United States of America: Police Brutality and Excessive Force in the New York City Police Department

Jun 01, 1996
  • Description

Amnesty International has received disturbing allegations of the ill-treatment of suspects, deaths in custody and unjustified shootings by officers from the New York City Police Department (NYPD) in the past few years. Although reports of police brutality are not new, the number of people bringing claims for police misconduct against the City of New York has increased substantially in recent years, from 977 in 1987 to more than 2,000 in 1994. The amount paid out by the city each year in settlements or judgments awarded to plaintiffs in police abuse cases has also risen, from$13.5 million in 1992 to more than $24m in 1994.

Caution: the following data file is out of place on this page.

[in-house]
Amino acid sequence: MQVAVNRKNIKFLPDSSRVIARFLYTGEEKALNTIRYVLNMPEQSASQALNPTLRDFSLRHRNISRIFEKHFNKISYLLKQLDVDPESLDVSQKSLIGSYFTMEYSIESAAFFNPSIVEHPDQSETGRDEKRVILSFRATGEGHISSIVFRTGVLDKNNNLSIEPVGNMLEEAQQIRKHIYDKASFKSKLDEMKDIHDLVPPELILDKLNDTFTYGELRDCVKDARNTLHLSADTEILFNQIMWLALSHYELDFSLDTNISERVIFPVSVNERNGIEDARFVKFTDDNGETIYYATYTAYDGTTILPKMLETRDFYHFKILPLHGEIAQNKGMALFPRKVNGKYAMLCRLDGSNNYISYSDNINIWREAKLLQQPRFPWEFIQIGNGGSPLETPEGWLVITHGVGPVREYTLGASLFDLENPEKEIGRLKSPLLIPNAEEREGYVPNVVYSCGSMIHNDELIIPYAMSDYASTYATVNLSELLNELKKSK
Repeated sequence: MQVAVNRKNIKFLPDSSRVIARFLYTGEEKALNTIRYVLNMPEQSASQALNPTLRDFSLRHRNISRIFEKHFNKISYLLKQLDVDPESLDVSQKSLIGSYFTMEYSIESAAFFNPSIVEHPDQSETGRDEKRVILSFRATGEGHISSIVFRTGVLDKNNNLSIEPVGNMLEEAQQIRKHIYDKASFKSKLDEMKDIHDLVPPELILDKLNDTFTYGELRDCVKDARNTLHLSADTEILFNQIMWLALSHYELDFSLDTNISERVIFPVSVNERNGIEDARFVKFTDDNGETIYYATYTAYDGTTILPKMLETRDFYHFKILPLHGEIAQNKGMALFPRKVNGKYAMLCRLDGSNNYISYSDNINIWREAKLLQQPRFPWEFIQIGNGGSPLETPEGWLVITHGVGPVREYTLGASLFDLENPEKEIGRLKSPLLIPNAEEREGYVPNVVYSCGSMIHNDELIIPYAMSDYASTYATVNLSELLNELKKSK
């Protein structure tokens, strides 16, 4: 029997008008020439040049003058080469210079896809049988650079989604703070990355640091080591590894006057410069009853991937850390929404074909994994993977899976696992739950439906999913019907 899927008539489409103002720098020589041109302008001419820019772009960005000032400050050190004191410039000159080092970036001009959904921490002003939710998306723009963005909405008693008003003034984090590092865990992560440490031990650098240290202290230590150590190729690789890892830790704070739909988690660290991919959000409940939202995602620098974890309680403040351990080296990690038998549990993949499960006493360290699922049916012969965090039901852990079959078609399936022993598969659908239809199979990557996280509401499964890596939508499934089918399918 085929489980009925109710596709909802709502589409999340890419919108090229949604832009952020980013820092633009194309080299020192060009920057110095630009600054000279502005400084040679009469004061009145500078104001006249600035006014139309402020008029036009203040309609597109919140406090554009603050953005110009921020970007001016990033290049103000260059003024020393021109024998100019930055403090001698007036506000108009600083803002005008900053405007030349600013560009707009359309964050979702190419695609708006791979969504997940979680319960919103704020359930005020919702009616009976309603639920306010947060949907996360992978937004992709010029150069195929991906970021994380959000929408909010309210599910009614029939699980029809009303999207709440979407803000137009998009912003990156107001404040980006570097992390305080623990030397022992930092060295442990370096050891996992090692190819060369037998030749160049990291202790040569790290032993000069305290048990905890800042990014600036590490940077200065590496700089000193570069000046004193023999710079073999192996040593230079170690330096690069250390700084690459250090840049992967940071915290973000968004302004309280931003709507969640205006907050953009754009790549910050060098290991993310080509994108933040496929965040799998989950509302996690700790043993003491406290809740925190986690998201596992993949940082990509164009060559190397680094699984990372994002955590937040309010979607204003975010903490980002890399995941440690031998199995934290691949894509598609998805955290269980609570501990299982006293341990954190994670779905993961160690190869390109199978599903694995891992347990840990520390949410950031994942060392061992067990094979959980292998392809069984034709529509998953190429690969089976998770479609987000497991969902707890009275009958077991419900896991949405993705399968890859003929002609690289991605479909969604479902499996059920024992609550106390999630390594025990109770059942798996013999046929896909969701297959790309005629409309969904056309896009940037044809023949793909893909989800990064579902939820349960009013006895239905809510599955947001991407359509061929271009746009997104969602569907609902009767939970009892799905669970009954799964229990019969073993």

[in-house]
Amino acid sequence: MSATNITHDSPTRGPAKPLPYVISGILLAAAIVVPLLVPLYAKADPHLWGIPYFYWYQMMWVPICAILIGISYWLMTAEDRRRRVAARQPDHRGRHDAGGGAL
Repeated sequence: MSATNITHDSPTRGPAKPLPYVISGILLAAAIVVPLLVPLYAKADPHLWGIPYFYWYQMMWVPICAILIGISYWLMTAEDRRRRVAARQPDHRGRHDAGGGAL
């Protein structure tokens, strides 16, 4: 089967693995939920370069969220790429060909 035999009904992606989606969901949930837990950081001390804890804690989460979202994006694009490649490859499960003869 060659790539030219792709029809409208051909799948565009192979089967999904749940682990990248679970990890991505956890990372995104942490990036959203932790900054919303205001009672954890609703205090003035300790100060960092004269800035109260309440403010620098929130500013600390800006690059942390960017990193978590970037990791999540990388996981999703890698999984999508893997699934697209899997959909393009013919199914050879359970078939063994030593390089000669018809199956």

This report describes the results of research conducted by the organization over an 18-month period which included two fact-finding visits to New York. Amnesty International acknowledges that a number of reforms have taken place within the NYPD during the past three years, partly in response to a commission of inquiry into police corruption which was appointed in 1992. However, there remains a problem of police brutality and excessive force which the organization believes still needs to be urgently addressed.